Lucas, Loudonville watch while ball sits in KMAC’s court | Local Sports News

It was the spring of 2016 and the athletic conference carousel was in full whirl. The Northern Ohio League, the gold standard for conference stability for almost 50 years, was ripping itself apart and the ensuing earthquake was shaking the ground from Lake Erie to suburban Columbus.

I asked Ohio Cardinal Conference commissioner Ron Dessecker what he thought of all the movement and he said something that has stuck with me ever since.

Curt Conrad column logo

Curt Conrad

“If you throw a stone into the center of a pond, it creates ripples all the way to the shore in all directions,” Dessecker said. “You could have one or two teams move to a different conference in the northwest part of the state and you would see the repercussions all the way to the Ohio River.”

Fast-forward four years and ground is rumbling again.

Highland recently announced its intention to leave the Knox Morrow Athletic Conference for the Mid-Ohio Athletic Conference, a league it helped form in 1990 and remained a member of for the next 27 years.

By all accounts, the move is the right one for Highland. The school was always the biggest in the KMAC, which began operation in the fall of 2017, and the discrepancy in student population is predicted to become even more pronounced after a major distribution center recently opened in Marengo — more available jobs in southeastern Morrow County mean more people will move to the area.

The MOAC had an opening after Buckeye Valley left for the Mid-State League in 2019 and, as Ontario athletic director Jeff Fisher told me earlier this week, “Highland checks a lot of boxes.” Principals of the seven current MOAC member schools agreed, voting unanimously last week to accept Highland.

So where does that leave the KMAC?

“The KMAC’s executive committee and I have been aware of the possibility of Highland returning to the MOAC for over a month. We have sent letters to several schools asking if they are interested and have received several back,” KMAC commissioner Barry Wolf said. “We are in the process of reviewing these letters of interest to determine how the schools would fit into the KMAC.”

I’m not privy to the inner workings of the KMAC executive committee, but if I were a member I would take a close look at a couple of Mid-Buckeye Conference members. From the outside looking in, Lucas and Loudonville both seem to fit the KMAC’s profile.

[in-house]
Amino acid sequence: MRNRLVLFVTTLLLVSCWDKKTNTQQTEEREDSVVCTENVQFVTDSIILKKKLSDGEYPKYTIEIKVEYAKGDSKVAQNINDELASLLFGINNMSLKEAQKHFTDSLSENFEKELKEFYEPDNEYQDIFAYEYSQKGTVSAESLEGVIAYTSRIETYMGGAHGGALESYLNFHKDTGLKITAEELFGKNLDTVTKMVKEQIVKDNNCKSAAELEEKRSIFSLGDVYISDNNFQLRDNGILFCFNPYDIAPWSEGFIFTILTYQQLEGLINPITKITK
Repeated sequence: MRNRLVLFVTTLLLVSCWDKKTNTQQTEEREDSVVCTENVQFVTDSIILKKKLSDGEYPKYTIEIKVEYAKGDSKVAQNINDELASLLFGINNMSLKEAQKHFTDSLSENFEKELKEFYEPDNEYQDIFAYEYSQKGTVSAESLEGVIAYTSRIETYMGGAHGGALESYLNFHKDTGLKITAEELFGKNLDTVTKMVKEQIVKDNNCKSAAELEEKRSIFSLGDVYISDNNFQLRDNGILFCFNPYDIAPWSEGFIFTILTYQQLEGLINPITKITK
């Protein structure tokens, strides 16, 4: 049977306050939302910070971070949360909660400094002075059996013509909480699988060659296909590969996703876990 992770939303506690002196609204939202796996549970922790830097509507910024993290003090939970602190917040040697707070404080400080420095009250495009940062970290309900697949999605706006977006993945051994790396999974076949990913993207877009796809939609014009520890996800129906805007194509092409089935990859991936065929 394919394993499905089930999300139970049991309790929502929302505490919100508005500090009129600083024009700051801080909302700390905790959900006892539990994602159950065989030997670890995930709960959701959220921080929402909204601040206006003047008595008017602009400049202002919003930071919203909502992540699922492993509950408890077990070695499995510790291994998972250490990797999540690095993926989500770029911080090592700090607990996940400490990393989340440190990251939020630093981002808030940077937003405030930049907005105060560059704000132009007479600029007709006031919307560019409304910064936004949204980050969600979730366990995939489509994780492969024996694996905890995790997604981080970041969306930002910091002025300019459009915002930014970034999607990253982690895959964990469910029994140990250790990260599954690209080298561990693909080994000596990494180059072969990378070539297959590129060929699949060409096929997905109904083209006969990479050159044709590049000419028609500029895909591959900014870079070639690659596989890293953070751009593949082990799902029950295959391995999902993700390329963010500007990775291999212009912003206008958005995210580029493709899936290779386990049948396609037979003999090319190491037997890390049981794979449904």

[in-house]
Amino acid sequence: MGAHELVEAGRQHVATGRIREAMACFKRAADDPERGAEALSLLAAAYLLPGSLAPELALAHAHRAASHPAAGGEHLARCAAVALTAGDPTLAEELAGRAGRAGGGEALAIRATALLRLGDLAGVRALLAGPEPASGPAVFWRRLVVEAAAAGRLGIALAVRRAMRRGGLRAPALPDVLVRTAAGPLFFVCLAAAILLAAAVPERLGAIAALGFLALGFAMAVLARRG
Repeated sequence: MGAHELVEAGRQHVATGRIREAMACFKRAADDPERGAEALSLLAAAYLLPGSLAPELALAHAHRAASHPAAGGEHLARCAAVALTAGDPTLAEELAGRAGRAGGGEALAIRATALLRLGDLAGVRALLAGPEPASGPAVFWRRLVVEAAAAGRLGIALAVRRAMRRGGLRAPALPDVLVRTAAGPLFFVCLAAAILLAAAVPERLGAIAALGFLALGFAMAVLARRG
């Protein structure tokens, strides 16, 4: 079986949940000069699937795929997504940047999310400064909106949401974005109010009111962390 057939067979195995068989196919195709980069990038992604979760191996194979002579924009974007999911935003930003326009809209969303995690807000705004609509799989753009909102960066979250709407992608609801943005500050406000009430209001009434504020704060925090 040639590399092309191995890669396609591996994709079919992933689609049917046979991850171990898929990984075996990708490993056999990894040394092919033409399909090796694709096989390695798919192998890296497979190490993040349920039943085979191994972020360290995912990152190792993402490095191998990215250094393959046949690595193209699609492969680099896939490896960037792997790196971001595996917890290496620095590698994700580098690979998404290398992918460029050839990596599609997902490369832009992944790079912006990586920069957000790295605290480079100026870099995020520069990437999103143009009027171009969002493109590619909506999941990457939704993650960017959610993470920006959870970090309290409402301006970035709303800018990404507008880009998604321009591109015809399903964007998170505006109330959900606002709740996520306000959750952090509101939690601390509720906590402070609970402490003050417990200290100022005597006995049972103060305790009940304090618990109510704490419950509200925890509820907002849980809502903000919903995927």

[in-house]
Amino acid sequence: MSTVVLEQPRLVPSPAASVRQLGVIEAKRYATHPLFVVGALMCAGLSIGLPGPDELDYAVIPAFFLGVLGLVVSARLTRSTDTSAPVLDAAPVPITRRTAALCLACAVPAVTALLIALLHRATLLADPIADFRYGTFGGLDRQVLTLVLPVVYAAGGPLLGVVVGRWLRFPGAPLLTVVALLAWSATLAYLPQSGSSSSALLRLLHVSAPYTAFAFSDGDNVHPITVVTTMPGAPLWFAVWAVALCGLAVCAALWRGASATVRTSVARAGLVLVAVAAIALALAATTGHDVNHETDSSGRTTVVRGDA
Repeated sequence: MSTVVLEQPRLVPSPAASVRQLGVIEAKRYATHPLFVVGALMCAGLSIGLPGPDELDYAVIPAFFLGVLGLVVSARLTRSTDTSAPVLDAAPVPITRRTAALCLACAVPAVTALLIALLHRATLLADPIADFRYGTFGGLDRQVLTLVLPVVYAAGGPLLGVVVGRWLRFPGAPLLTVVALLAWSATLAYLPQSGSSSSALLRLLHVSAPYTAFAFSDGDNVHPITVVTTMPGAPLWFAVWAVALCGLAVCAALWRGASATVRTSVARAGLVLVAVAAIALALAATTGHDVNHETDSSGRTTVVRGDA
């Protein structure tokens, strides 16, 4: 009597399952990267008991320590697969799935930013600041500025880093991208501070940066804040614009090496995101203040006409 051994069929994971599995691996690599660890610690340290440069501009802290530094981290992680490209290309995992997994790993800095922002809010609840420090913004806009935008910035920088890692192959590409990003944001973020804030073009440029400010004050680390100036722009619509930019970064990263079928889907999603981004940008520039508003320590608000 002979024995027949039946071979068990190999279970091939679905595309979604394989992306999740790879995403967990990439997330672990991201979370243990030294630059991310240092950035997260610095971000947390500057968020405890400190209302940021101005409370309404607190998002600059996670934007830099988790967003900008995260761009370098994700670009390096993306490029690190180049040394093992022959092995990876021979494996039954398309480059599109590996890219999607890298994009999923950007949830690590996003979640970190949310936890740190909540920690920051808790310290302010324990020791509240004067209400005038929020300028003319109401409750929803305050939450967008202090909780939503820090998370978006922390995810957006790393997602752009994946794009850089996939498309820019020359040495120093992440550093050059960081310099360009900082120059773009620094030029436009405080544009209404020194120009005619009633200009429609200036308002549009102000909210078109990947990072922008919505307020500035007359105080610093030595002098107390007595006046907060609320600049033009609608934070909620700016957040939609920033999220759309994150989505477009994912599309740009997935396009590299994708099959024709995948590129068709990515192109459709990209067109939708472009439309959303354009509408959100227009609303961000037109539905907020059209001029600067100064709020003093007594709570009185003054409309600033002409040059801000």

The Ohio Department of Education provides enrollment figures to the Ohio High School Athletic Association, which uses the data to determine the tournament divisions for each of its member schools for the following two-year cycle.

The most recent enrollment figures were made available by the OHSAA in February of 2019 and at the time, Lucas had an enrollment of 150 students in grades 9 to 11. Loudonville had 240.

With Highland’s departure, Fredericktown has the biggest student population among the remaining KMAC schools with a combined boys and girls enrollment of 298 according to the OHSAA’s figures. Danville (153) is the smallest.

If Lucas were extended an invitation, it would become the KMAC’s smallest school in terms of combined student enrollment. Loudonville would rank fifth.

Geographically, both would fit nicely, too. In fact, a portion of the Loudonville-Perrysville district extends into northern Knox County. Lucas would be the KMAC’s northern-most school. The distance from Lucas to Centerburg, the conference’s southern-most school, is roughly 41 miles. Considering that the Cubs compete as an independent in football — last year’s schedule included trips to Lancaster Fisher Catholic and Leavittsburg LaBrae (in Trumbull County) — a 50-minute bus ride probably doesn’t seem unreasonable.

Loudonville competes in the Principals Athletic Conference in football and five of the conference’s member schools are in Stark and Summit Counties. Cuyahoga Valley Christian Academy is almost 75 miles from Loudonville. What’s more, the Division VI Redbirds have struggled against the Principals Athletic Conference’s Division IV and Division V foes. In its three years of participation in the conference, Loudonville is a combined 4-17.

If the KMAC’s goal is to add more than one school, both Lucas and Loudonville could be in play. Depending on the conference’s ambition, current Mid-Buckeye Conference members Mansfield Christian, St. Peter’s and Crestline might also be good fits both geographically and demographically.

Perhaps the KMAC is looking elsewhere to fill out its roster. All seven of the current members are located within the central district and adding another central district school makes sense. Lucas is a northeast district member, along with MBC members Mansfield Christian, St. Peter’s and Crestline. Loudonville is included in the northwest district.

Licking County League affiliates Utica and Northridge could also be contenders as both districts extend into Knox County. Both are Central District schools. Northridge would be the better fit in terms on enrollment, with a student population of 306. Utica’s enrollment, according to the OHSAA figures, is 407. 

The ball is in the KMAC’s court. What the conference’s officials decide in the coming weeks and months could re-shape the landscape of small-school high school athletics across the region for years to come.

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